As I walked across the Forbidden City’s entrance gate in Beijing I was overwhelmed with expectations. I had read a lot about it and seen many pictures, and yet I was lured in by curiosity. Definitely one of the first things I wanted to visit in China.
Visiting the Forbidden City in Beijing
The first thing I noticed was that although it’s a royal palace, it has nothing to do with the royal residences I had visited in Europe, where luxury is really the main parameter used to measure their power and influence.
The Forbidden City, in Chinese Gùgong (故宫), literally “Former Palace”, is China‘s biggest imperial residence. Declared World Heritage Site in 1987 and listed by the UNESCO as the largest collection of ancient wooden structures in the world, the City was built between 1406 and 1420 and has hosted the emperors of the Ming and Qing dynasties. The complex consists of 980 buildings laid out on a surface of 720,000 square meters.
This walled city is considered one of the best examples of Chinese traditional architecture, as it faithfully reproduces the mystical concepts of the Feng Shui, Taoism and Confucianism. Ancient Chinese culture believed in a strong harmony between men, nature and the universe, and the Forbidden City was built following the descriptions of heavenly palaces in traditional fairy tales, with areas devoted to enjoying natural phenomena, such as listening to the rain or the wind, traits common to many gardens and pavilions throughout China.
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Despite such celestial-like construction, life within its walls has always been shrouded in mystery, especially when it comes to the emperor’s private life, populated by countless concubines, young, beautiful and well-educated girls coming from all parts of China, whose sole duty was to please the monarch. The name of “Forbidden City” derives from the fact that nobody was allowed in or out unless specifically stated by the emperor.
Within the walls of the Forbidden City Beijing, the emperor used to hold official meetings, receive foreign chiefs of states, read, write and host ceremonies. In a complex of buildings almost entirely inhabited by women struggling for power and competing for the emperor’s favors, very likely stories of jealousy, plots and vendettas thrived. There are rumors that even some nasty affairs such as murder happened behind those walls, and it seems that this was the reason why Mao Zedong refused to live there and decided to close it once the Qing dynasty came to an end.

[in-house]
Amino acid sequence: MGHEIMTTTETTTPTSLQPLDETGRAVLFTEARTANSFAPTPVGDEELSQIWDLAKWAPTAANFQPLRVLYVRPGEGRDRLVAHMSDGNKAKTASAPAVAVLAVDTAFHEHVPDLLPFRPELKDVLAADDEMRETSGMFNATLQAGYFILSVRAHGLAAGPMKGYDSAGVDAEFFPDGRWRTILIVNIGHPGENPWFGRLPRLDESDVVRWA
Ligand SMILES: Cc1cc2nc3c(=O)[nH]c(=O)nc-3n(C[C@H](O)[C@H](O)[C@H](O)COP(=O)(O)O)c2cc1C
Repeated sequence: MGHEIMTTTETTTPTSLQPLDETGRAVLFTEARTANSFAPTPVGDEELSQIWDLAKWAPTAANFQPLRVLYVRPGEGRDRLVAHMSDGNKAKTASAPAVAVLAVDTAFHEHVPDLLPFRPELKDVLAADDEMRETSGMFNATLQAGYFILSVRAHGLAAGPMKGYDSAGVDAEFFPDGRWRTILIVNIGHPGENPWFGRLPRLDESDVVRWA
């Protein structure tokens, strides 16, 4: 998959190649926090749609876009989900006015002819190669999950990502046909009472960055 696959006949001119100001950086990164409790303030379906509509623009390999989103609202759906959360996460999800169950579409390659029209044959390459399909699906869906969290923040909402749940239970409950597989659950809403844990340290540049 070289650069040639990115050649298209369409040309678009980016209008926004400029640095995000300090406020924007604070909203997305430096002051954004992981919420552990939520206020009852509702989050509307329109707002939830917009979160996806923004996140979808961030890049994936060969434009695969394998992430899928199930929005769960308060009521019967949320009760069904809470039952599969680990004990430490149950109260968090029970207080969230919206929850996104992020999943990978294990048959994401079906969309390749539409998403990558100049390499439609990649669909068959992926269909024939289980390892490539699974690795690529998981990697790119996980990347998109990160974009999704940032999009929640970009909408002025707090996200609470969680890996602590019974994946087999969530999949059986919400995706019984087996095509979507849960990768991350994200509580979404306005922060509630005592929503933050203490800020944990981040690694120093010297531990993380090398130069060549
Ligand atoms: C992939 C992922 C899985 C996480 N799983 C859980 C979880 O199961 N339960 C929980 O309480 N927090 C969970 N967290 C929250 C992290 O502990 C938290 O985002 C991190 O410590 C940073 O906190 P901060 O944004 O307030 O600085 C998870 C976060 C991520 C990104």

Imperial city residence for almost five centuries and to 24 emperors, the Forbidden City was the house of some 9000 people, between servants, guards, eunuchs, concubines and the royal family. All buildings are made of painted wood and all materials were brought from all parts of China. To avert the risk of fire, huge cauldrons full of water were scattered all throughout the complex.
Although some features changed depending on the dynasty, both Ming and Qing emperors were allowed to have more than one wife and several concubines. Every night the emperor would choose which concubine was supposed to entertain him and the girl would go through hours of what can be considered the forerunner of modern beauty salons, in order to be at her best not to disappoint His Majesty. The number of times a concubine was called by the emperor would determine her social rank.
The last Emperor who lived in the Forbidden City was PuYi, and was put on the throne to rule the country at the age of three, nonetheless. According to the legend, at the ceremony to crown him as emperor, the child was too scared to stay calm. He was forced to abdicate in 1912 when turbulent times were starting for China but was held in the palace until 1924. Puppet of the Japanese government, PuYi has always been strongly criticized for his weak policies towards Western powers, allowing them to reduce China to a semi-colony. Shanghai itself was divided in foreign concessions.
Dawdling about the Forbidden City, even though it’s not as it was during its golden ages, is inevitably captivating.
At every step, I couldn’t help but think of the thousands of concubines that within those 10-meter high walls found a career boost and their golden prison at the same time.
Of course, their mentality and priorities were different from mine or from Chinese girls today, but this is the only parameters of comparison I have and the only tools I can use to try to understand how they must have felt. It’s hard to believe they were actually happy to devote their life to please the emperor, having to compete with other hundreds of girls. They were not allowed to marry unless chosen by the emperor himself as one of his wives, and I fail to believe that, although living the dream of many to be the emperor’s concubine, they didn’t dream of having their own family.
Today it’s not possible to visit every room of the Forbidden City, but walking around its wide corridors, through its countless red gates, visiting the most important halls and gardens, gives an idea of how life was within those walls, charming, luxurious and cruel.